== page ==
With Souped-Up Rituxan, Unum Plots First Foray Into T-Cell Therapy

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being used by a number of pharma and biotech companies.

Unum’s investors—Fidelity Biosciences, Atlas Venture, and Sanofi-Genzyme BioVentures led the $12 million A round—are backing a different business proposition than we’ve seen in this field so far. Instead of developing its own drugs, Unum’s goal is to partner with companies that want to enhance experimental antibody therapies that might need to be “armed” to be effective. Wilson says the goal is co-development and co-commercialization deals, with Unum supplying the T cells, and the partners supplying the antibodies.

Unum needs to boost the tumor-killing punch of these antibodies but avoid safety problems. While CAR-T approaches have shown significant response and remission rates, they can also cause cytokine release syndrome, a potentially serious condition that occurs when the immune system goes into overdrive.

The 18-person trial with ATTCK20 will mark the first human test of Unum’s T cells. Wilson says that given the safety unknowns (and the cytokine release problems of other therapies), Unum is trying a different way of modifying these cells. If it proves safer, it could have a big impact on the emerging field.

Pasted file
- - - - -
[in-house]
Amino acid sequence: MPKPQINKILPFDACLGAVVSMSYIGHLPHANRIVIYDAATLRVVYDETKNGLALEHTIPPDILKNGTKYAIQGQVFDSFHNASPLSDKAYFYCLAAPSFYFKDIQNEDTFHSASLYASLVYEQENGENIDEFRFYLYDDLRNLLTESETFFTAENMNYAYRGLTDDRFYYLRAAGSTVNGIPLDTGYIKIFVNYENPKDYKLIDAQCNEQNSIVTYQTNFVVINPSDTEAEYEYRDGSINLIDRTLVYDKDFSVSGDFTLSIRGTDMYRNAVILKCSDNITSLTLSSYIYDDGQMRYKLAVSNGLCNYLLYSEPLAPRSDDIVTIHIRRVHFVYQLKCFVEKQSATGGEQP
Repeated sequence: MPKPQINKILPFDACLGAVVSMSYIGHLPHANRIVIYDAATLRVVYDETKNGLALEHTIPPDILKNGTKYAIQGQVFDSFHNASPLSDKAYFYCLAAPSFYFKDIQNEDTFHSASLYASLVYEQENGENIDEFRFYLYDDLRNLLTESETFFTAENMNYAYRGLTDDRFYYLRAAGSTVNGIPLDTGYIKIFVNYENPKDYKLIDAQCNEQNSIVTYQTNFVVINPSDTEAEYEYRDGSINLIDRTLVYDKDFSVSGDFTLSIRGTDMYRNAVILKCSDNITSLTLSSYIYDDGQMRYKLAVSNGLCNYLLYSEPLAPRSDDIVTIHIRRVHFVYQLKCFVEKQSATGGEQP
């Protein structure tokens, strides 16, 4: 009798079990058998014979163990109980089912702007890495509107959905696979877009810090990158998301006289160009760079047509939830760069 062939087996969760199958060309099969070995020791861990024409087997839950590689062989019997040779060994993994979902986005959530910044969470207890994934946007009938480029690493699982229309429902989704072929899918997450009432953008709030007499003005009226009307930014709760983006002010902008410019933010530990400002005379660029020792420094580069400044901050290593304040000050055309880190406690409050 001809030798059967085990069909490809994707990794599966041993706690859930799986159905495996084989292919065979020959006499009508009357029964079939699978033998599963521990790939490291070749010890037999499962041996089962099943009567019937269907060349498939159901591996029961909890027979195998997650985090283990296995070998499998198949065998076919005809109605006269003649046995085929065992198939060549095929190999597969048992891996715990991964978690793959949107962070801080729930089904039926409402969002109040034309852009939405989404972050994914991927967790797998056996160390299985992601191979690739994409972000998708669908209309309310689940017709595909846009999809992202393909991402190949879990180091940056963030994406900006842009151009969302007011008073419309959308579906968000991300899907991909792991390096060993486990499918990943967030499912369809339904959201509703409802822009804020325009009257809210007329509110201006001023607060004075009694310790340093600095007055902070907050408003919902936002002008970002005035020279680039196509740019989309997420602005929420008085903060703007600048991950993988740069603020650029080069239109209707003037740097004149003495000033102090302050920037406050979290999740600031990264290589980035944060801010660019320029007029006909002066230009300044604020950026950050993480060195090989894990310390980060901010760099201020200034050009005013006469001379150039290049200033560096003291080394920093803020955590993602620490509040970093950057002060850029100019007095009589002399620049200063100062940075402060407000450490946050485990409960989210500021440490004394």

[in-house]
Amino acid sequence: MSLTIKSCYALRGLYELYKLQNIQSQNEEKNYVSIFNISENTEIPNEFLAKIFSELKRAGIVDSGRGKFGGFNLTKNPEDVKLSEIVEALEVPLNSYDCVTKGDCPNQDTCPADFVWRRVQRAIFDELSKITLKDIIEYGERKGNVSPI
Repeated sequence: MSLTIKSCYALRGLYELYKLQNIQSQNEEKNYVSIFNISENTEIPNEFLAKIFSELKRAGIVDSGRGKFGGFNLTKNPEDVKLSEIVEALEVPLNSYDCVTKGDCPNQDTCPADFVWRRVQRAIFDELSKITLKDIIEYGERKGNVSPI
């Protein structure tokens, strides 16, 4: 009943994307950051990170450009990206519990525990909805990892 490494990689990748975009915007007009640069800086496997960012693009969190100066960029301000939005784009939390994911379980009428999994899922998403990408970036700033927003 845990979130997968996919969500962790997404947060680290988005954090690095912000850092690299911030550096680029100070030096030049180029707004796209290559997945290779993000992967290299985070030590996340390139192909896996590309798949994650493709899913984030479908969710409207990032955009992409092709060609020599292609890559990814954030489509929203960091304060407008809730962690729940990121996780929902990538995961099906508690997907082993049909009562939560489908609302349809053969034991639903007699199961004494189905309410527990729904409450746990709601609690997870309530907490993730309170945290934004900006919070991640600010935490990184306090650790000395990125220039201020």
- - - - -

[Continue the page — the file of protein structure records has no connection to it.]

Here’s why: Most CAR-T progams use viruses to genetically reprogram the T cells. One problem, Wilson says, is that viral delivery “permanently modifie[s]” the cells it changes. That means cells will proliferate with their new receptors uncontrollably, which could be a potential reason for the cytokine storms.

So Unum is using messenger RNA (mRNA) to “transiently” or temporarily modify cells. Others are exploring this, too. For example, the University of Pennsylvania group led by Carl June published a study in Cellular Immunology Research last year using mRNA-based CAR-T therapy as a way to treat patients with solid tumors.

Unum is doing something similar, using a technique called electroporation to “zap” open T cells, get the mRNA in to deliver the instructions, and make the receptor. Wilson says with mRNA, the modified cell reverts back to its previous state in about a week because the mRNA essentially turns off.

“It gives you a very safe way of understanding what the effect is of expressing that receptor and creating this new biological activity,” Wilson says. “In some ways it is a more manageable approach that may able to address some of the limitations around cytokine release syndrome.”

It also has big questions. For example, will the temporary action create enough anti-tumor activity to bring about the potent effects that virus-based CAR-Ts have generated? Even if it were effective, it would likely require multiple doses, not the one-time CAR-T procedure that— in very small numbers so far—has produced cures.

In other words, there might be trade-offs: Less potency and convenience, but more control and safety.

Wilson expects the trial to run through 2015, but he hopes individual patients will provide insights as the year progresses.

“The hope would be that we can take patients who are either relapsed or refractory to rituximab treatment, and by effectively arming that antibody with the modified T cells, hopefully bring about cures,” he says. “But we’ll see how the clinical data play out.”

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